Friday, July 31, 2009

Random Thoughts, Part 2

1. Menstruation is often referred to as "the curse," something that we men, obviously, don't have to deal with at any time in our lives. On the other hand, I've become convinced that there is a male "curse," which really only manifests itself later in life. It is simply that we retain so much of our youthful libidos way past our "shelf life" as sexual creatures. I wonder how much more agreeable life would be if our hormones diminished at the same rate as those of women in general....

2. I had a conversation recently with my father-in-law in which it became clear to me that membership in the LDS Church used to carry with it a much-stronger "brand" or sense of identity. It lay largely in the various sorts of recreational and social activities that used to be commonplace throughout the church: dance festivals, sports programs (including all-church tournaments), theatrical productions, the annual "Gold and Green" Ball, roadshows, the "Singing Mothers," regular ward and stake socials, etc. Somehow, in the push to strip church membership to its essentials (which is perfectly comprehensible in light of the growth of the church in the last two generations), that sense of identity has gone by the boards in large measure. Moreover, I'm not sure it's something that could be recovered at this juncture -- if, for example, someone in Albuquerque had the idea to stage a Mormon-themed musical like Promised Valley (as happened locally back in the early father had the male lead role for one of the performances), I'm highly doubtful that there would be much interest in it, from either an acting perspective or an audience perspective. Simply put, members like me are now so accustomed to seeking out their own recreational activities that social events at church (to the extent they still happen) tend to seem bothersome and annoying. And yet it was the social and athletic activities that once provided one of the church's primary missionary "hooks," especially for families.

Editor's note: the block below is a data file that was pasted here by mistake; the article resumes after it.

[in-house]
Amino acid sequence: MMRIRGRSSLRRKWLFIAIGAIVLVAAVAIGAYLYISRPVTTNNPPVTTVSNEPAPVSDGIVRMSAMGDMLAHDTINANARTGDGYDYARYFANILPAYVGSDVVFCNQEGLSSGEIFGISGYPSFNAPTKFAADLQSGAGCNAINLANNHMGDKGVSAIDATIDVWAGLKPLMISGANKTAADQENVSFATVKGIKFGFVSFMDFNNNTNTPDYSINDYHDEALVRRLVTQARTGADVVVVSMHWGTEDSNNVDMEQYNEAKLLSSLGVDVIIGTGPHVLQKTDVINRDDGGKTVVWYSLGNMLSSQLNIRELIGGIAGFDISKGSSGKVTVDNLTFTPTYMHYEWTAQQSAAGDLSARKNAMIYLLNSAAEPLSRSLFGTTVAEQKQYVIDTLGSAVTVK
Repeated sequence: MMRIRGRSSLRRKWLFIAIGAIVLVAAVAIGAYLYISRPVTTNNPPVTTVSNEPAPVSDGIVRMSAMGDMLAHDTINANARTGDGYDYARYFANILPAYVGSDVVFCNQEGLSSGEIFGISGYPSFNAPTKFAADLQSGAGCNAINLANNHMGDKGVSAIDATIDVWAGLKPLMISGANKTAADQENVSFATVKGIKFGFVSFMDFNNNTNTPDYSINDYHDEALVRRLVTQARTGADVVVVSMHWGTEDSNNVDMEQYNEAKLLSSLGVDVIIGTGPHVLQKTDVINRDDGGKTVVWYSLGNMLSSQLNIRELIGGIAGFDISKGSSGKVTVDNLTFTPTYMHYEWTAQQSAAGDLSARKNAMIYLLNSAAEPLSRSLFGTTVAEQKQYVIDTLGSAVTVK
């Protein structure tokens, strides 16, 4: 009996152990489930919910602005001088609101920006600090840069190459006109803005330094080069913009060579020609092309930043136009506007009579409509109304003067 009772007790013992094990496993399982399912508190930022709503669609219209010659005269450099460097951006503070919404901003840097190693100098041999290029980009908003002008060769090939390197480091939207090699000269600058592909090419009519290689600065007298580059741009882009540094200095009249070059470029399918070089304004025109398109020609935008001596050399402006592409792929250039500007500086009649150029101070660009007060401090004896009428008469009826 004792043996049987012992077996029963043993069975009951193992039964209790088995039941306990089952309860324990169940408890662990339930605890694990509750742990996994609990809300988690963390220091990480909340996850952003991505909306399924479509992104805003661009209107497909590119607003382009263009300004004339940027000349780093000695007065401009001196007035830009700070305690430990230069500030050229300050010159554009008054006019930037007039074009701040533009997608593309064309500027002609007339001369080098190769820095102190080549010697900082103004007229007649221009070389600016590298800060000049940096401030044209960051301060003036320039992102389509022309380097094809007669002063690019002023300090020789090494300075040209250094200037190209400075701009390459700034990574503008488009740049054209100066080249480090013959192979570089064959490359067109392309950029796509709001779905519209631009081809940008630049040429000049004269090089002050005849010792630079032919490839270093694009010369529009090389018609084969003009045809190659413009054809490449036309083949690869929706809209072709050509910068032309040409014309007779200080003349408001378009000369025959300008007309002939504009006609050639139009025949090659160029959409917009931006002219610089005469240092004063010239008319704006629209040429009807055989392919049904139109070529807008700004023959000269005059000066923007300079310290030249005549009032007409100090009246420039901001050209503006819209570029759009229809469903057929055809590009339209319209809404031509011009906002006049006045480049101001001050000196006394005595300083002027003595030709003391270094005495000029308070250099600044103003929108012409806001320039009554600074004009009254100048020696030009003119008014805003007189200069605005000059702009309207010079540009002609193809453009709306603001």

3. I'm still somewhat mystified by the Obama administration's support of ousted Honduran president Mel Zelaya. The Honduran government has three supposedly co-equal branches, and the congress and the supreme court acted in concert to remove Zelaya from office for clear and blatant violations of the Honduran constitution. In fact, that document states that a president who takes any overt action toward changing the presidential term limit stated therein automatically forfeits his office, so by Honduran law Zelaya had, technically, already ceased to be president! So why, precisely, is our government so insistent about restoring him to office -- treating him as though he were the very embodiment of Honduran democracy -- and about not recognizing the new president, Roberto Micheletti? And why have our mainstream media been publishing a stream of stories about supposed agreements to reinstate Zelaya, when the Honduran government has apparently assented to no such thing? Does the rule of law have no meaning for "the big Oh" and his sycophants? The implications are positively scary.... (In the meantime, I keep thinking, "Let the stalemate continue for two-and-a-half more weeks, until Darren comes home!")

4. I've long since concluded that Democrats and others on the left are fundamentally unserious about their twin pet causes of combating "climate change" and "reforming" the country's health-care system (with the supposed aim of driving down costs). How do I know? First, no one thing would serve to lower (or at least limit) man-made CO2 emissions -- while serving the energy needs of the American people -- more than the immediate construction of dozens of nuclear power plants. Yet nobody in Congress would ever suggest such a thing. And second, two of the principal reasons why health care is so expensive in the U.S. are (a) the practice of what some have called "defensive" medicine -- the ordering of multitudinous tests and procedures to attempt to limit exposure to malpractice liability -- and (b) "jackpot" jury verdicts (or the threat thereof) in malpractice cases, the cost of which is generally absorbed by insurance companies and passed on in the form of higher premiums. Yet none of the various health-care bills floating through committee on Capitol Hill mentions anything about tort reform, because it would do damage to trial lawyers, a major Democrat constituency and source of donations. I understand it was H.L. Mencken who said, "The urge to save humanity is always a false front for the urge to rule it," which pretty much sums up my opinion of the Democratic agenda in this Congress.